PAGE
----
Kitchen of the Week: A Designer’s Deconstructed Sonoma Kitchen from Reclaimed Elements

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File this underneath When the Entire Is Better than the Sum of its Elements:

Ever since Julie first took a tour of San Francisco designer Charles de Lisle‘s reclaimed retreat in Sonoma (see: Off the Grid: A Trendy, Low-Affect Retreat in Sonoma by Charles de Lisle), we’ve been admiring the way it manages to be concurrently low-impact on the earth and excessive on type—placing to mattress any notions that the eco-conscious can’t be aesthetically interesting.

As we speak we’re taking a better take a look at de Lisle’s kitchen, made fully from salvaged standalone items. Taken alone, every half—an outdated laundry sink, a reclaimed work desk—won’t seem to be a lot. However with de Lisle’s discerning eye they’re remodeled into one thing contemporary and environment friendly.

Images by Eric Petschek.

the retreat, which de lisle shares with his partner, studio volpe designer ralp 9
Above: The retreat, which de Lisle shares together with his accomplice, Studio Volpe designer Ralph Dennis, is made up nearly fully of reclaimed and eco-conscious components: plywood cladding, classic home windows salvaged from an Air Drive base, and photo voltaic panels on the roof. The sunshine-filled major room has a sitting space and Jøtul range on one finish.

at the other end is the efficient kitchen, stripped of the extraneous but not o 10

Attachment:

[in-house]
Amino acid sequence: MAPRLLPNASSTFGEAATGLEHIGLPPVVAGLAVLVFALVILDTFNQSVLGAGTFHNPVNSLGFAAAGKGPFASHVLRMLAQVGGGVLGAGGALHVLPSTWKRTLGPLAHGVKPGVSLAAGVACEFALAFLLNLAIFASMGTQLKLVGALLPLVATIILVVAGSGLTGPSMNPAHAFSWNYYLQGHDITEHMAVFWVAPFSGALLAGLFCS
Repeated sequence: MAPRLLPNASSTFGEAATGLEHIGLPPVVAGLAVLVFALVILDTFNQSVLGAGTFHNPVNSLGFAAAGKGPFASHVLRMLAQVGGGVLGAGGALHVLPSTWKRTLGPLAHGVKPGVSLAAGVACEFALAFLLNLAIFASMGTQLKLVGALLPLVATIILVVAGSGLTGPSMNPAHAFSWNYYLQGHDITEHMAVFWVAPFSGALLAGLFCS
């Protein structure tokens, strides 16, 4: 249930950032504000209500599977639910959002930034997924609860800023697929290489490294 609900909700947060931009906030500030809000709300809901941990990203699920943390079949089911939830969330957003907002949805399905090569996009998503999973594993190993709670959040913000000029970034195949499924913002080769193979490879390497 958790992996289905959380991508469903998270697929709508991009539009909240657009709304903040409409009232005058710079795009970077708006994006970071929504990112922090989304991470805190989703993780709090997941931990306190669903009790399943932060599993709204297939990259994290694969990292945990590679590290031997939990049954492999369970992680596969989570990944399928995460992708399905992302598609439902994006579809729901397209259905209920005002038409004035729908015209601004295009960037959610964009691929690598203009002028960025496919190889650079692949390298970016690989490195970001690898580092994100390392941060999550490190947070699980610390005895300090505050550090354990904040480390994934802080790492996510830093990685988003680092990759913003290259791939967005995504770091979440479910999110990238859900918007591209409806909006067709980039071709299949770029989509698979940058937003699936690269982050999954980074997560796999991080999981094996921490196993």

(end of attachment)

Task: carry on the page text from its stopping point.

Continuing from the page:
Above: On the different finish is the environment friendly kitchen, stripped of the extraneous however not of favor. The cast-concrete laundry sink was repurposed from the unique cabin, paired with a no-fuss chrome steel work desk from Grainger that homes a cooktop and toaster oven. The wall-mounted faucet is from Kohler, and the eating desk is a classic workbench initially rescued by de Lisle’s father. A plywood shelf overhead frames the workspace and holds ceramics.

the fridge was repurposed from de lisle’s san francisco workspace a 11
Above: The fridge was repurposed from de Lisle’s San Francisco workspace and given a makeover. Fronted fully in plywood, it takes on the look of a built-in cupboard.

for a full tour of the off grid retreat—including the japanese cedar soa 12
Above: For a full tour of the off-grid retreat—together with the Japanese cedar soaking tub for bathing al fresco—see Off the Grid: A Trendy, Low-Affect Retreat in Sonoma by Charles de Lisle.

And for extra off-grid kitchens—and homes—we like, see:

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